be key factors in the formulation of theories regarding the etiology of drug abuse. Physiological influences that may exacerbate an individual's vulnerability to drug abuse could include neurochemical system impairment and heightened susceptibility to a drug because of biologically determined responsiveness. Although there has been substantial research on individual differences in response to ethanol and nicotine, less is known regarding the effects of the major classes of illicit drugs of abuse, such as opioids, stimulants, and cannabis.
Metabolic Variations There are large interindividual and interethnic variations in the outcome of alcohol use and abuse (Goedde et al., 1992). Studies have demonstrated that, in contrast to Caucasians, many Asians are biologically protected from becoming alcoholics because of the polymorphism of two liver enzymes: aldehyde dehydrogenase (ALDH2) and alcohol dehydrogenase-2 (ADH2). The Asians appear to have a protective factor in the form of inactive ALDH2 and high frequencies of atypical ADH2 (Higuchi et al., 1995), whereas Caucasians primarily have only active ALDH2 and usual ADH2 (Yoshida et al., 1991). The inactive form of ALDH2 is considered protective against alcoholism because it allows high levels of acetaldehyde to accumulate in the blood and causes adverse reactions, known as the flushing response (Thomasson et al., 1991; Yoshida et al., 1991). This increase in acetaldehyde blood levels after ingestion of ethanol appears to have a protective influence on further ingestion and thus appears to lower the rate of alcoholism (Bosron and Li, 1986).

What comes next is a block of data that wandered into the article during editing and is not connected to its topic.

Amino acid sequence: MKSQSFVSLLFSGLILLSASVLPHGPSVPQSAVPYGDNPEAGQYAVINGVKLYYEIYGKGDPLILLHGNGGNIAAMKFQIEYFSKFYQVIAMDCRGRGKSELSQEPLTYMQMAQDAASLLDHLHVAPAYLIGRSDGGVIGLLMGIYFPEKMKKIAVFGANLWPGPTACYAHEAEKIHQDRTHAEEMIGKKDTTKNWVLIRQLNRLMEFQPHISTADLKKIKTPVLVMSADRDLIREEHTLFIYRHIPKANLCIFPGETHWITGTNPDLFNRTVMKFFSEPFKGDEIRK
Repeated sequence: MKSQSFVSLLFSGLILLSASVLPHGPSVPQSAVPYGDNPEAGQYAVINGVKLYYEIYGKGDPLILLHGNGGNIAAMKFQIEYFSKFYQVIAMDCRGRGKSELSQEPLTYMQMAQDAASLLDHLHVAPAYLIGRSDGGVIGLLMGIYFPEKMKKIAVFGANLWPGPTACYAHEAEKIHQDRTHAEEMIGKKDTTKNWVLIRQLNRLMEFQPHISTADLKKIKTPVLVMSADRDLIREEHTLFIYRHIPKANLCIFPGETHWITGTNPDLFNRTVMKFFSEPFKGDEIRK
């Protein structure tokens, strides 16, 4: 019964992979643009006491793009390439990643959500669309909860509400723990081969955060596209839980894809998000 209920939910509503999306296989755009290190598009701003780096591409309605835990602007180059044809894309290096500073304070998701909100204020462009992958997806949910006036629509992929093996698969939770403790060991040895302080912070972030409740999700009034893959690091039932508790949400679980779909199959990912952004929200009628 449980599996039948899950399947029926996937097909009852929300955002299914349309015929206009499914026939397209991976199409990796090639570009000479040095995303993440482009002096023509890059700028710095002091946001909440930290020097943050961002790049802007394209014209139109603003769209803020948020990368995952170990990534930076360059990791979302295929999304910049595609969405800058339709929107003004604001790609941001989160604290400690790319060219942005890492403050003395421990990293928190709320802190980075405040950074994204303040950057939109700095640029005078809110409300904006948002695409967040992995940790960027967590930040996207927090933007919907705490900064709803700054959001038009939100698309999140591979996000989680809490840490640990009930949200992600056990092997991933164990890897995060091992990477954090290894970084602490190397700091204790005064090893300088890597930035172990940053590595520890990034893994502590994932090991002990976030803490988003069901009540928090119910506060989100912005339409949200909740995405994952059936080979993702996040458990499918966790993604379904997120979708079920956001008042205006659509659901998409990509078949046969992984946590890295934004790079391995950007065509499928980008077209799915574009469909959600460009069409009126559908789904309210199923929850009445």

Efficient ethanol metabolism may enhance the risk of alcoholism by allowing ingestion of a sufficient quantity to mediate the addictive potential of alcohol. Studies of the male offspring of alcoholics have demonstrated that the ability to tolerate large quantities of alcohol with fewer subjective effects may be a potent signal of the subsequent development of alcoholism (Schuckit, 1984, 1985). Thus, the inability to metabolize a drug may be a protective influence in continued exposure, whereas efficient metabolism may permit high levels of exposure conducive to the development of abuse and dependence.
Biochemical Markers Monoamine oxidase (MAO) is a widely studied biochemical marker for alcohol abuse. Several studies comparing alcoholics with nonalcoholics have found decreased platelet MAO activity levels among alcohol abusers (von Knorring et al., 1985; Pandey et al., 1988; Tabakoff et al., 1988). MAO is an enzyme that is important in the metabolism of a variety of brain neurotransmitters that affect behavior, including dopamine, norepinephrine, and serotonin. Although other biochemical markers have been investigated, no consistent findings have emerged.